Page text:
No matter how many marathons you run, the pre-race nerves never go away completely, but it those nerves will almost certainly be at their worst before your very first one. Especially if it's the London Marathon, which is such a huge event that you can't escape mentions of the race in the days leading up to it.
A little advice from someone who has experienced the buzz of the London Marathon can go a long way towards helping first-timers handle their nerves and prepare for the day. That's why we enlisted Gary McKee, who is running it for the fifth time in a row in 2019, to give us his tips. McKee runs to raise money for Macmillan Cancer Support and when he took part in the London Marathon in 2017, it capped an epic endurance feat in which he ran 100 marathons in 100 days. Basically, McKee knows his marathon onions, so listen up.
How did you get into running marathons?
"I took part in a half marathon in 2008 with a few friends in memory of someone who'd died," says McKee. "I hadn't done a lot of training and the next day I had legs like Pinocchio's, coming down the stairs wishing I had a stairlift! I did more half marathons over the next couple of years, and then my first full marathon was in 2010, when I did the Edinburgh Marathon. I was aiming for four hours. It was one of the hottest days of the ear and I ran 4hr 36min, I was absolutely shattered - I felt ten times worse than after my half marathon!"
Not to be deterred by this, McKee stepped up his running even further by running from Land's End to John o' Groats in 2011, before returning to the Edinburgh Marathon.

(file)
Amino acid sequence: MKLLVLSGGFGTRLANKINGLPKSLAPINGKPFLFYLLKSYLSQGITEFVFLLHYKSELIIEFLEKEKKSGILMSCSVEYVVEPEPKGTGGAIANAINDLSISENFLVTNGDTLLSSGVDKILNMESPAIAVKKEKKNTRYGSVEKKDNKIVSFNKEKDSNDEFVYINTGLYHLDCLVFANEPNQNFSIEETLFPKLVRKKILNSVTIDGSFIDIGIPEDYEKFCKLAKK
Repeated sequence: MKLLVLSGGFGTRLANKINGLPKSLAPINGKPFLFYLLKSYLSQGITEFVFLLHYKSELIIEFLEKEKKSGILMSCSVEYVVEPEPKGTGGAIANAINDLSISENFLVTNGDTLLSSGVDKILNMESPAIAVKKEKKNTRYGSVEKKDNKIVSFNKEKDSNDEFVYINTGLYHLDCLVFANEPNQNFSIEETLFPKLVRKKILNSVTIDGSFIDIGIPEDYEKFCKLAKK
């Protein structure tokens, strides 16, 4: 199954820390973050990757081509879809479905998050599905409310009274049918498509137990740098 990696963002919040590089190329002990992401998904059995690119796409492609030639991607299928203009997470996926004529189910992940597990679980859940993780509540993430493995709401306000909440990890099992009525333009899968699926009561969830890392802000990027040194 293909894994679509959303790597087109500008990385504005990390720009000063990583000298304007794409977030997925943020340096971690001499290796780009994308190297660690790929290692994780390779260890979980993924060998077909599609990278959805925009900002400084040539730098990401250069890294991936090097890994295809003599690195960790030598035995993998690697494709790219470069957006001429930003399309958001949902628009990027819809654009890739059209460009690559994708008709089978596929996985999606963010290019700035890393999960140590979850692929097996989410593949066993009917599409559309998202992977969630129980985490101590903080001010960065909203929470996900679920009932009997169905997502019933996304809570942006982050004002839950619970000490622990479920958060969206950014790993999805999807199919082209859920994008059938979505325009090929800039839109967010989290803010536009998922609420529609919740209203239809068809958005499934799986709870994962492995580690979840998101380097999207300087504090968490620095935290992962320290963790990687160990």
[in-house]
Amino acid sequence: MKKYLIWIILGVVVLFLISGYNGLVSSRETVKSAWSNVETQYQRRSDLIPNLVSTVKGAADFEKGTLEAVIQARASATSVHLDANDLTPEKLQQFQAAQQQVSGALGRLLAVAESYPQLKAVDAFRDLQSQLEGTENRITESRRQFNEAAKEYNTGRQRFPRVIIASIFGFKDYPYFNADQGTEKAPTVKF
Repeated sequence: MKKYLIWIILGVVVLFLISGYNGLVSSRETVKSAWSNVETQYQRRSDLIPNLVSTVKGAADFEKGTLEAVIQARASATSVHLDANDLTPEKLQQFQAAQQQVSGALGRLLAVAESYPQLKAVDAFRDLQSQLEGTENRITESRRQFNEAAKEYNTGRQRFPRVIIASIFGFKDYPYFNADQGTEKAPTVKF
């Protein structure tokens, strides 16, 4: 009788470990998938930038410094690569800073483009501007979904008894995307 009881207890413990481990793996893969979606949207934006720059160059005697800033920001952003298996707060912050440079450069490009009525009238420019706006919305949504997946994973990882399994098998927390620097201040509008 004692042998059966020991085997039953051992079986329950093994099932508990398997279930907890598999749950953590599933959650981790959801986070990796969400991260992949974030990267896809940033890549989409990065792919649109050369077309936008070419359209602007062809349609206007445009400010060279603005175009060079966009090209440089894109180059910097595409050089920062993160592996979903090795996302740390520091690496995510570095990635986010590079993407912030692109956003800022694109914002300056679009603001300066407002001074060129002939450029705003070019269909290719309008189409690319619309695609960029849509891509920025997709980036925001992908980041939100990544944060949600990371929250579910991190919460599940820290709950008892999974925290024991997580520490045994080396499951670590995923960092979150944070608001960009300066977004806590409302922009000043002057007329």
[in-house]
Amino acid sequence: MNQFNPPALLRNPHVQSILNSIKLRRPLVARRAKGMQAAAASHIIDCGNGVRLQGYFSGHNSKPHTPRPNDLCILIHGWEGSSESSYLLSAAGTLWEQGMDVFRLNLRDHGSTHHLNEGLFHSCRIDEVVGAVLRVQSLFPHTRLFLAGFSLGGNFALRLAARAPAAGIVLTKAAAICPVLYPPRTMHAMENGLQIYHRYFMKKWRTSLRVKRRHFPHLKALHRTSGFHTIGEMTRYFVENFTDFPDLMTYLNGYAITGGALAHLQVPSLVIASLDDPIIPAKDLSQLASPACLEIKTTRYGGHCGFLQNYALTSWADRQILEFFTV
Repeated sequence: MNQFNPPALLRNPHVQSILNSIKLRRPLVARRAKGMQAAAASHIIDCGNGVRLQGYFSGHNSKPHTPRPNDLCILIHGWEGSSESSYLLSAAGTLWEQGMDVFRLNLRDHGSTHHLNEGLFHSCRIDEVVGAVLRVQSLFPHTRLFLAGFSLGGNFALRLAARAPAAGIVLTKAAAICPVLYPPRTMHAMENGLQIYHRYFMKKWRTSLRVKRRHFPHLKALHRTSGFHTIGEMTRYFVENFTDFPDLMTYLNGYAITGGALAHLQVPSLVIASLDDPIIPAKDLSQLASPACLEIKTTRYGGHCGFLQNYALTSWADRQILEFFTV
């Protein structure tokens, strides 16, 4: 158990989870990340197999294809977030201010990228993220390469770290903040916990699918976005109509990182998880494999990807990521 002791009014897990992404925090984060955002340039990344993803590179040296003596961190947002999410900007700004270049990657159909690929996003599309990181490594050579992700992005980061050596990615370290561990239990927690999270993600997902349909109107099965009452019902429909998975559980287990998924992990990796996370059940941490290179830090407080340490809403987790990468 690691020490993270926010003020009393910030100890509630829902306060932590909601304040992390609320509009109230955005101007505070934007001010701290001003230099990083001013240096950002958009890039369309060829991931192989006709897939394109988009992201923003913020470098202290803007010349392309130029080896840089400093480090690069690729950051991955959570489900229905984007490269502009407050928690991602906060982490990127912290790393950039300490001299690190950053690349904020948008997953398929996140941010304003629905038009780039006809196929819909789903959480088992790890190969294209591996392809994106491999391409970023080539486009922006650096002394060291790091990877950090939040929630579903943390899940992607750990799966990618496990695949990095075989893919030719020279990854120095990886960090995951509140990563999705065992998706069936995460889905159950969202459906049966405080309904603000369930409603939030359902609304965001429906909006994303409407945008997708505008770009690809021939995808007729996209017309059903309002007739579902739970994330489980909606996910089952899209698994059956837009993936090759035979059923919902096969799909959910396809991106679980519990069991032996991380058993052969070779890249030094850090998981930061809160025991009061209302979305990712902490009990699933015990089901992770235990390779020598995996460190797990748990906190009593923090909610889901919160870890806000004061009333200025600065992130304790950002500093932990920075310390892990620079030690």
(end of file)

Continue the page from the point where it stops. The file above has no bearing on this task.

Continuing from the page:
"When I ran Land's End to John o' Groats I covered around 900 miles [1,450km] in 26 days, so I was doing 32 miles a day. Then I went to Edinburgh a couple of weeks after I'd finished and ran it in three hours thirty-something - I took nearly an hour off my previous time, so I was pretty pleased!"
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What tips do you have for marathon first-timers?
Warm up: "When I go to a marathon now I will stretch and jog a couple of miles beforehand, which I didn't used to do," says McKee. "That way you hit the ground running, so to speak, and you're into your pace before you know it, rather than setting out cold."
Have a strategy: "In your own head you have to process how you're going to complete the race. Are you going to run it all? Are you going to walk a bit, run a bit, walk a bit? You have to understand the strategy you're going to use."
Talk to people: "If you're running with a partner, try to talk to each other and have happy thoughts. And if you're running solo, talk to other people to pick yourself up. If you encourage other people, it seems to do the trick for you too. During that 26 miles you might need some encouragement and help yourself, and you're only going to get that from your fellow runners, so talk away. It's diversional therapy - taking your mind off the pain that your body's going through."
Get your name on your vest: "When someone is shouting your name, it's personal to you and it picks you up, it's unbelievable. The thing about London is there are supporters from the first to the very last step you take, and you're cheered along the way by thousands and thousands of people."
© GettyMan is drinking water and relaxing after jogging.
Why do you run to raise money for Macmillan?
"We've all got a cancer story, it affects every one of us," says McKee. "I'll never forget the day I was told my dad had cancer and I just wanted to do something. When you're facing cancer you tend to think you're facing it alone but I want to show people that although I can't fight it for you, I'll be in your corner trying to help, raising as much money as I can.'
Gary is running the London Marathon for Macmillan Cancer Support as part of #TeamMacmillan. To take on your own challenge event to help Macmillan be right there with people living with cancer visit macmillan.org.uk/challenge.
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